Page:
Obra bristled at Pierce’s words, though his expression was lost under Conrad’s invisibility. And before he could speak up, Pierce had found the matching key and opened the aircraft’s door.

“Alright, let’s do this!” he exclaimed as he leaped into the pilot seat. “One plane to Rokres, here we go!”

“I dunno…” Conrad uneasily eyed the craft as Liask and Obra began to climb in. “This’ll be the biggest and loudest thing I’ve masked or muted, yet. I don’t know how effectively I can do it. And even if I hide our takeoff, won’t someone notice there’s a plane missing?”

“By the time we’re in the middle of takeoff, it’ll be too late to stop us,” Pierce replied, and then jerked his head toward Obra. “Mr. Barriers here can stop any anti-aircraft fire. We’ll be fine!”

“I suddenly feel a lot less confident about this,” Obra muttered, and then winced when Liask dropped herself into his lap. With a scowl, he remarked, “hey, what the hell?”

“Sorry, but there’s only three seats, here,” Liask replied as Conrad finally climbed into the last remaining seat and closed the vehicle’s door behind him. “And I can’t sit in Pierce’s lap, he’s driving.”

“Wait— why the hell are you driving?!” Obra exclaimed, his irate gaze turned toward Pierce.

“Wait, you’d sit on my lap if I wasn’t piloting?” Pierce questioned, his own attention on Liask through one of the rear-view mirrors.

“And these are the guys I decided to go to a hostile land with,” Conrad deadpanned, with his hand held against the craft’s hull.

“…Ahem. Well, either way.” Pierce quickly began going through the motions of activating the craft, its dashboard lights slowly flickering on and its engines powering up — though muted to silence by Conrad. “I’ve actually had experience with piloting a civilian spacecraft,” Pierce went on to explain, “so I figure I’m the most qualified to handle flying this thing.”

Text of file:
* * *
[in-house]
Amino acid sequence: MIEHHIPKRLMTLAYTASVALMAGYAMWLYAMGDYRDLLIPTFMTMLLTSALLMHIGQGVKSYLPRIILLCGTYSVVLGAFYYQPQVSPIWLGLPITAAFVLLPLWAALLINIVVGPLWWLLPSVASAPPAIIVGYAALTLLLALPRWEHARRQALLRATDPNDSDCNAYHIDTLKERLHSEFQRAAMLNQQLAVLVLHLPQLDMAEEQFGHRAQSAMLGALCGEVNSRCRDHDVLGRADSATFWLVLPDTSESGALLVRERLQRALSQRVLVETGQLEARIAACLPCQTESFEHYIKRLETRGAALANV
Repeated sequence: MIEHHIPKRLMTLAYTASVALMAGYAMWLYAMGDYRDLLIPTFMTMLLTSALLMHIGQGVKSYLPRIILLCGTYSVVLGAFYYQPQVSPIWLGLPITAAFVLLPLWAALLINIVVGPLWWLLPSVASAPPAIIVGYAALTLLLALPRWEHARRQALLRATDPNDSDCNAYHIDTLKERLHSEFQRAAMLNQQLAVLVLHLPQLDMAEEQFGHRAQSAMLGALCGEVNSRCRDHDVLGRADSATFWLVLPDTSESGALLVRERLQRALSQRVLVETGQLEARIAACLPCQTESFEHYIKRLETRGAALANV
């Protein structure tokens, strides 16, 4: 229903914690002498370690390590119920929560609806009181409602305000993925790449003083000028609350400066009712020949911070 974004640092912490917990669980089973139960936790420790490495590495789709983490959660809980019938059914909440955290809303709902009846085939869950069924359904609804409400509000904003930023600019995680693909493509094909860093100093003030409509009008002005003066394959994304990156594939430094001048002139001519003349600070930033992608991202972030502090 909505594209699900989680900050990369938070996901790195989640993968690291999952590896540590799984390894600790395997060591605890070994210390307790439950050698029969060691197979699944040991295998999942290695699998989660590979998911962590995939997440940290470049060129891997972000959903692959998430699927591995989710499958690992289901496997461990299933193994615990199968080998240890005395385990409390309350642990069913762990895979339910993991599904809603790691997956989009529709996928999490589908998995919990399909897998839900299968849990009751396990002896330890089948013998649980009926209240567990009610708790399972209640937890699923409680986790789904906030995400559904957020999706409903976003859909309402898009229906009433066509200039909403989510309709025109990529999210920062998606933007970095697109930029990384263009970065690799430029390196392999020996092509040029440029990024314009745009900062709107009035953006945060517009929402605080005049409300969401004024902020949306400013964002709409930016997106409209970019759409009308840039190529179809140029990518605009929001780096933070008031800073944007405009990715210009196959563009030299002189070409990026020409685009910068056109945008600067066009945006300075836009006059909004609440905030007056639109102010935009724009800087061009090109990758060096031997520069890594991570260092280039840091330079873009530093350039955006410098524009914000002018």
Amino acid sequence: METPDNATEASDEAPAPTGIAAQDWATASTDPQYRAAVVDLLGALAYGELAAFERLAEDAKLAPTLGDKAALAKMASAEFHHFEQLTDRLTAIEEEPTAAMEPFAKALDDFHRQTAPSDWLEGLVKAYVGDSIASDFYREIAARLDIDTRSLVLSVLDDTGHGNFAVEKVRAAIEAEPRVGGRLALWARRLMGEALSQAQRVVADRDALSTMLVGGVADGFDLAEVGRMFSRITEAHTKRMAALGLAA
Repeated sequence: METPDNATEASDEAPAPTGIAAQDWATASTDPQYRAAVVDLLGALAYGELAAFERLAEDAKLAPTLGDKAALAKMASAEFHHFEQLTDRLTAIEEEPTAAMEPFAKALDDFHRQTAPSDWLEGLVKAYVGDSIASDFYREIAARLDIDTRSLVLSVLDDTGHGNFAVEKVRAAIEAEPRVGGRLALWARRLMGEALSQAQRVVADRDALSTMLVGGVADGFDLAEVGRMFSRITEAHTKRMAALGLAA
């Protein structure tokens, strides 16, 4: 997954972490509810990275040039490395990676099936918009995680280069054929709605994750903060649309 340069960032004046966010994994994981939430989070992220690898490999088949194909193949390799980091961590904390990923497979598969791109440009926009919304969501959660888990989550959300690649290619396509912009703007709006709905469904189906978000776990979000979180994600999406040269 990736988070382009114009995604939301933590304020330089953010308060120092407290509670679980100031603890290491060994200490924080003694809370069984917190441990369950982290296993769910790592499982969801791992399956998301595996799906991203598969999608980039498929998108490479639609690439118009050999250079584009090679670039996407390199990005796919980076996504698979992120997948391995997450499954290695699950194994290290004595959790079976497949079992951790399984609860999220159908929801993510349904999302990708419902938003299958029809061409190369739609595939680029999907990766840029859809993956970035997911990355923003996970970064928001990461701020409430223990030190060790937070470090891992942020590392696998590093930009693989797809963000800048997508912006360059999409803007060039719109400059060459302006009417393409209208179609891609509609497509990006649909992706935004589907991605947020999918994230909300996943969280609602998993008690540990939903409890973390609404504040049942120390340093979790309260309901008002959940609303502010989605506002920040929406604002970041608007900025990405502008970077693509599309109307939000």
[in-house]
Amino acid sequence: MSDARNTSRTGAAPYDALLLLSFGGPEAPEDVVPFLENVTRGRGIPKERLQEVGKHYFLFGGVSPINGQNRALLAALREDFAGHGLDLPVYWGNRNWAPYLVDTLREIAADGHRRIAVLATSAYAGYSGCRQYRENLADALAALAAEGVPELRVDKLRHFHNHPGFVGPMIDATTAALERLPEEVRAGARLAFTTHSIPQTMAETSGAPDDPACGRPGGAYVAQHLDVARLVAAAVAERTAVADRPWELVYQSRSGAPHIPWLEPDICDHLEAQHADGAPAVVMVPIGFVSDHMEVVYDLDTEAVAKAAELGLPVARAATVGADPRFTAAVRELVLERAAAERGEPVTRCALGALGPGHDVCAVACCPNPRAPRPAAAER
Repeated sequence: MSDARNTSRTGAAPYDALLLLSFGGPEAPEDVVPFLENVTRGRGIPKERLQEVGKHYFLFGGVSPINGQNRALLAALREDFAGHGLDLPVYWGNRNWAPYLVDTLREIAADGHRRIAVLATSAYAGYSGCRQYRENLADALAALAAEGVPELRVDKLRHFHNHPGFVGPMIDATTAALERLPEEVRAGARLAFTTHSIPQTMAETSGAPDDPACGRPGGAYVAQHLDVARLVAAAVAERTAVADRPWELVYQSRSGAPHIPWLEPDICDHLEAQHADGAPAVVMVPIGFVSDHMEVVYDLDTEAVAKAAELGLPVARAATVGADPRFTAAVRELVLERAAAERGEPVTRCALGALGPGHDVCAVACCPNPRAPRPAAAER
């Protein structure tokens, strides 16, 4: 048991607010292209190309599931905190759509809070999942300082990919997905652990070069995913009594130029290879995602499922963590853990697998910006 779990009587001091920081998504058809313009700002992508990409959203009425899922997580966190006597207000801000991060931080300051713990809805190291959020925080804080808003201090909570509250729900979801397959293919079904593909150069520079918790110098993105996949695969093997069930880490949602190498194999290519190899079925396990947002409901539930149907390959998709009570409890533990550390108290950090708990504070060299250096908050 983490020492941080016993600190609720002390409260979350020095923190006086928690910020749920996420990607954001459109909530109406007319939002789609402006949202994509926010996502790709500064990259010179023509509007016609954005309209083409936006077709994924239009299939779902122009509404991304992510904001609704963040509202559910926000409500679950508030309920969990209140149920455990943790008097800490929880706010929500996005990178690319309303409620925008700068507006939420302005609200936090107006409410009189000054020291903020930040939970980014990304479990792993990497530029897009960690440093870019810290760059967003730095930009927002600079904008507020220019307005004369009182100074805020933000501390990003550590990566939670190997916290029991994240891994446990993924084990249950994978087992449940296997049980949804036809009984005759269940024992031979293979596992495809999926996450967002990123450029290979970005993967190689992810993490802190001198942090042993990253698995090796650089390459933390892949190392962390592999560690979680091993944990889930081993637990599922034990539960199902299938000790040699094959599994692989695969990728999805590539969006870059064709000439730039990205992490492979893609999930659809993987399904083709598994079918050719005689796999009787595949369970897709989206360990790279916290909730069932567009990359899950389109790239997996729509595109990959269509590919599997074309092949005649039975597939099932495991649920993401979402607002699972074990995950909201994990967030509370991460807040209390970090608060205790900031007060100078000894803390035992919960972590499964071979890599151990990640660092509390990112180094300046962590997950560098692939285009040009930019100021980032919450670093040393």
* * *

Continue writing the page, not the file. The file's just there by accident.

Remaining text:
“Since when are spacecraft planes?” Obra challenged.

“Do you have experience with anything closer?” Pierce shot back. “Besides, they’re more similar than you’d think. All the aircraft I’ve seen on Nimalia take off and land vertically, and even have antigrav and inertial dampeners. Hell, most of them even go all the way up into the stratosphere!”

“That’s cool and all, but why do we even need the plane at all?” Conrad questioned.

“Fort Rokres, the main and closest city of Rokres, is several hundred kilometers to the south, across Mirage Lake,” Liask explained. “If we drove, it would take forever. Not to mention how easy it is to get lost out in the wastes…”

“I could run there easily all on my own, but I can’t carry all three of you,” Pierce added as he began flipping switches on the dashboard and adding power to the engines. “So suck it up, this is our best option if we want to be there and back in just a couple days.”

“Tch…” Obra’s scowl deepened. “Just know that the only reason I’m willin’ to put up with this is ‘cause our friend is missin’.”

“And if there’s a trail to find in Rokres, then we’ll find it,” Pierce insisted. “Believe it or not, I’m not just here for shits and giggles. I want to find Minilas just as much as you do.”

“Thanks for that, Pierce,” Liask replied, preempting a response from Obra.

“Ever the altruist,” Conrad deadpanned as Pierce finally took hold of the aircraft’s control yoke and began lifting the vehicle into the air, all while the craft was invisible and muted. “Now let’s just hope that things go as smoothly as you seem to think they will…”